Then I had to sort out the metro situation. I knew what station I was looking for, and I know that the airport is kind of out of the city and only 1 line goes to it. It took a lot of staring at the board, sweating, looking at the little subway map, sweating more, fiddling with the ticket machine and having it reject my credit cards, sweating a lot, asking for help, going all the way back upstairs for an atm, then finally buying tickets. The train was ok, but it did take me quite a while. I had to transfer twice to different lines, with all my heavy shit, sweating like I was dying, covered in plane/airport grime. I can’t remember the last time I felt quite so gross.
When I mercifully reached the station I wanted, I had to drag my suitcase up about 100 stairs. This station, for some reason, had no escalator or lift, even though almost all the other places I transferred at did have them. On street level, I was turned around and confused, but after wandering around a bit, found the sign for my hostal. I pressed the intercom button for the door and heard nothing, nothing, nothing, then a voice goes “Yes?” sounding almost bitchy, and I said I have a reservation, and he says, “yes, i opened the door for you. (pause) The door is open.” I pushed and pulled and it finally moved and I felt exceedingly dumb. Up a floor, another locked door and I feel like a frustrated monkey trying to get in, before I’m greeted by a man who was already waiting for me and everything.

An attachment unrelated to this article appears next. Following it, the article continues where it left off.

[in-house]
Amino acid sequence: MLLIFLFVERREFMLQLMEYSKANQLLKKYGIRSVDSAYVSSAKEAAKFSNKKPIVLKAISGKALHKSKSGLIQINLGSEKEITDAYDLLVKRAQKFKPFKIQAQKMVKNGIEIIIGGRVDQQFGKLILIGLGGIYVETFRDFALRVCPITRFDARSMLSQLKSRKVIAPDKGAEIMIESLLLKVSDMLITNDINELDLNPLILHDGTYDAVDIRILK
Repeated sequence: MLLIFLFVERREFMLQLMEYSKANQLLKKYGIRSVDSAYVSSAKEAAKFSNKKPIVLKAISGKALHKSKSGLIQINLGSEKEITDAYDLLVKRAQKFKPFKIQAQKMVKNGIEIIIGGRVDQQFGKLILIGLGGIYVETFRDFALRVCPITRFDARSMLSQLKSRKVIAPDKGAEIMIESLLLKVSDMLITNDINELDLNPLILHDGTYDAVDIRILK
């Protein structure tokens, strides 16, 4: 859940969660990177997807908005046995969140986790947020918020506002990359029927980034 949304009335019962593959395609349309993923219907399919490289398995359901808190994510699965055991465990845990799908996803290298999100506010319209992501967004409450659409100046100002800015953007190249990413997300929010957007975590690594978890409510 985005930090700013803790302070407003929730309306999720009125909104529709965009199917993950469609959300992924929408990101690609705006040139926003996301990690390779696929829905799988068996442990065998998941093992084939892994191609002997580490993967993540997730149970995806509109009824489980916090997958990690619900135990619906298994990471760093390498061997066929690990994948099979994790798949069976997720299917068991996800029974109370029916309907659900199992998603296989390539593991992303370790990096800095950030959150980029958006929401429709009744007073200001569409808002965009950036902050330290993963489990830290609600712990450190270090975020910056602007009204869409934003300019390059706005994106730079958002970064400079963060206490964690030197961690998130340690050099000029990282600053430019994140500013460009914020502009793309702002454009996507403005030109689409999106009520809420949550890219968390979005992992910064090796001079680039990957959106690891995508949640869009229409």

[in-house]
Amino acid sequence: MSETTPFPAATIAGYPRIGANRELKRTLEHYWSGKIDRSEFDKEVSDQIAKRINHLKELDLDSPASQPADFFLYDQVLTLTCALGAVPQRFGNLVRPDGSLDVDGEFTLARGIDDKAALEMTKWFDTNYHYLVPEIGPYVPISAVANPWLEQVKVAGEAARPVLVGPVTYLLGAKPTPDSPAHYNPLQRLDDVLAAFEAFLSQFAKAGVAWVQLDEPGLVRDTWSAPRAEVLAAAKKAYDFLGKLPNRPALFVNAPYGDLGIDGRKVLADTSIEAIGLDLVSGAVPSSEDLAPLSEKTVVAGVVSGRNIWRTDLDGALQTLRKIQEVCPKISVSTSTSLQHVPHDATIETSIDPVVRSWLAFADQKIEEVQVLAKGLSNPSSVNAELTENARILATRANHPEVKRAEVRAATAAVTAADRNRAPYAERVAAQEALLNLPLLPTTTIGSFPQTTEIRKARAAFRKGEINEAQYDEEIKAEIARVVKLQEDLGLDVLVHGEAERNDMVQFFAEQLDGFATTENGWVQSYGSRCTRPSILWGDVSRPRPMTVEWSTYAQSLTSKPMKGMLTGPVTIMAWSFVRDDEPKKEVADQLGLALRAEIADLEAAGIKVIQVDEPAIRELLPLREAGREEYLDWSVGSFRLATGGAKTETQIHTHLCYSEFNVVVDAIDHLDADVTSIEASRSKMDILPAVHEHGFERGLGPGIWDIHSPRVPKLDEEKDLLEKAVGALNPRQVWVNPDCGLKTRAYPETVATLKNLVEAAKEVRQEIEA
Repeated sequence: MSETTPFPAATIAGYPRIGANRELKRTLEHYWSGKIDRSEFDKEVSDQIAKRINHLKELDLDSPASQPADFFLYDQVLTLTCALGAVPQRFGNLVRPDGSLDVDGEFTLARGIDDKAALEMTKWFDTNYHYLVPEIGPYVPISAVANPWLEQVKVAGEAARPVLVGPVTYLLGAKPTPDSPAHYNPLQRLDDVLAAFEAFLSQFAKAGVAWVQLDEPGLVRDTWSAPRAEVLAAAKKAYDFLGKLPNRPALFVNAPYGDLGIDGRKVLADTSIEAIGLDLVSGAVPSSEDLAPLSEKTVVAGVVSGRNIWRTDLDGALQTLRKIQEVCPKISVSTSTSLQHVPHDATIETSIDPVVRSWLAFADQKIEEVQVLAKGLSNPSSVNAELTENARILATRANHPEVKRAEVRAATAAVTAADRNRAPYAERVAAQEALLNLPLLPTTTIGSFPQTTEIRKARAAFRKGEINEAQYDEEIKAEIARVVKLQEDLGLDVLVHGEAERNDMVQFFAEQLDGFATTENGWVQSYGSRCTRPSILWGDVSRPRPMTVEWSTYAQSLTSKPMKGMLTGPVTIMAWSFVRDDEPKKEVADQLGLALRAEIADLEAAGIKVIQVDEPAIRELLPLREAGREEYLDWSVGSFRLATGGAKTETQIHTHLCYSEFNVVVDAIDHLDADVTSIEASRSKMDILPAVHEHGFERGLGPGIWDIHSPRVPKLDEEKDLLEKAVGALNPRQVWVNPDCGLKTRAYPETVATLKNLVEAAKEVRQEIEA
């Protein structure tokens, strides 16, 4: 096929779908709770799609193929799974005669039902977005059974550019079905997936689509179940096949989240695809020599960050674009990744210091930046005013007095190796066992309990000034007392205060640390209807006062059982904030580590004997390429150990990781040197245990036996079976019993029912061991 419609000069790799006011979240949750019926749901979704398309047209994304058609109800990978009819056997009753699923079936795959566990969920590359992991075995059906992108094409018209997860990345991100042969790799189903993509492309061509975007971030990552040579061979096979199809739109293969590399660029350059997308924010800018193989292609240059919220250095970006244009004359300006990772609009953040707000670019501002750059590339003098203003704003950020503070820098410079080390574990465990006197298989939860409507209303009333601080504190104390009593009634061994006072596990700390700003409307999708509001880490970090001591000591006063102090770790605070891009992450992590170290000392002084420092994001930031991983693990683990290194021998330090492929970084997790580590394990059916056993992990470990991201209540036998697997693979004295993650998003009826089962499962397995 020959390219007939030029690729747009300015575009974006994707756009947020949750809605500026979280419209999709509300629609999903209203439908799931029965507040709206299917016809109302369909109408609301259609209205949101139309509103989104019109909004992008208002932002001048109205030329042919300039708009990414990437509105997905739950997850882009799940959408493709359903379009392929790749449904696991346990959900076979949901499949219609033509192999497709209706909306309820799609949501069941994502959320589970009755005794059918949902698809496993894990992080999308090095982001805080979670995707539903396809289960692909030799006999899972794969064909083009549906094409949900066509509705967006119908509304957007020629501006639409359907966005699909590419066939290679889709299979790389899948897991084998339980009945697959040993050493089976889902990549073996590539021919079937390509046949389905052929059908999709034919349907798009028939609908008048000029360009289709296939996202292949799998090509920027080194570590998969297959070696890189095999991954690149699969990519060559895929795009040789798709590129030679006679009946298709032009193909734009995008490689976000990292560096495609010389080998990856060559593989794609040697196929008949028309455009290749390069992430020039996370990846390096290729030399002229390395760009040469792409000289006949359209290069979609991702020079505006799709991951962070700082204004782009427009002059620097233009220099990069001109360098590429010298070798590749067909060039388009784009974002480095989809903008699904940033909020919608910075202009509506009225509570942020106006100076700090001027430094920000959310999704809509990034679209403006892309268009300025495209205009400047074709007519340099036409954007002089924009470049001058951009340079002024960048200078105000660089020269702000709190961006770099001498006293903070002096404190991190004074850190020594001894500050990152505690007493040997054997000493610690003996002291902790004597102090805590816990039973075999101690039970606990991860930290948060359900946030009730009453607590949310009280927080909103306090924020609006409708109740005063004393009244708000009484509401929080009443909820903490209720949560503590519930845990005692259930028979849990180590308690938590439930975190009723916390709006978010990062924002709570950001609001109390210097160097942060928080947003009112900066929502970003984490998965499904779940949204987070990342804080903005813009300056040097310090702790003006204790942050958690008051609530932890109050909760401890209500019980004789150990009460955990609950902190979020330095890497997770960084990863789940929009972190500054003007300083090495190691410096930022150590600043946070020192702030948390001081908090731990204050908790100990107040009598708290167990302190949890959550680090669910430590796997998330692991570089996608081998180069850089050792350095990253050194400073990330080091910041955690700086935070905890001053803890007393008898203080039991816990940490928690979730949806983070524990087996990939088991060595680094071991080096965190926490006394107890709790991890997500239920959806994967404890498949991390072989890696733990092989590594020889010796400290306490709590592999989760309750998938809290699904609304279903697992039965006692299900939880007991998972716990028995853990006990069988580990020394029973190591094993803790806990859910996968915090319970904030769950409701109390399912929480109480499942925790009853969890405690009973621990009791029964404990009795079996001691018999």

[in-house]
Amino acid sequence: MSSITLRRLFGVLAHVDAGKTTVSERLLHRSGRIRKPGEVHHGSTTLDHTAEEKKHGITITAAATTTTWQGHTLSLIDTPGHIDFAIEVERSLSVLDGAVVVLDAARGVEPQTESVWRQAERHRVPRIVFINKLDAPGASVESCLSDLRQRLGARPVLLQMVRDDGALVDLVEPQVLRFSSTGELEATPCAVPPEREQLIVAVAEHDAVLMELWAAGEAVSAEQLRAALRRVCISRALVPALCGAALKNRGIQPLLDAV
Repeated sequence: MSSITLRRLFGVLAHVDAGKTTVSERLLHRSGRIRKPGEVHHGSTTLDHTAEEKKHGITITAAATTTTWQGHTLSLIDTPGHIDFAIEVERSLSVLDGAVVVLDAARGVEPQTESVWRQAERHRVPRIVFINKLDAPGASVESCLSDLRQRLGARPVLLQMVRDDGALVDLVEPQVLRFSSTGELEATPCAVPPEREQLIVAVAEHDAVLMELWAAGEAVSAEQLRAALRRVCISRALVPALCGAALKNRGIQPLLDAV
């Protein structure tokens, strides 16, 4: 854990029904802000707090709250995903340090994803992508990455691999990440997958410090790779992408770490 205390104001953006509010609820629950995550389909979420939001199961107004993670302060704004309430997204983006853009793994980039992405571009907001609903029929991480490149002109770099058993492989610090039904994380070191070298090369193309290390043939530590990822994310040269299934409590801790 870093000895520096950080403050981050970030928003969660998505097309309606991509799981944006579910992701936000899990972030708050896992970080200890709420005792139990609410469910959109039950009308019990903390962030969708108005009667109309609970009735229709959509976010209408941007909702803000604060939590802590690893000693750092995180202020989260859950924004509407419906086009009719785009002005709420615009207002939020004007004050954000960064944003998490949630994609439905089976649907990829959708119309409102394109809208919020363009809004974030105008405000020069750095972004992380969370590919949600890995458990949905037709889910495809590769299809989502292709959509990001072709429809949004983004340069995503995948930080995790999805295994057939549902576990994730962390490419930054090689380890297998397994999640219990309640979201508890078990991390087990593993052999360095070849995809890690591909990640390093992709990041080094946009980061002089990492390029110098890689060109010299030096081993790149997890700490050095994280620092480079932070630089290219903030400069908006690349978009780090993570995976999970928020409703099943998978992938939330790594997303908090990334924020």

He proceeded to be the nicest, most helpful person I think I’ve ever met. He gave me a city map and drew on all the important things, explained a bunch of areas of the city, talked to me about Canadians and how he finds the Canadian accent is easiest to learn from when learning English (his was very good).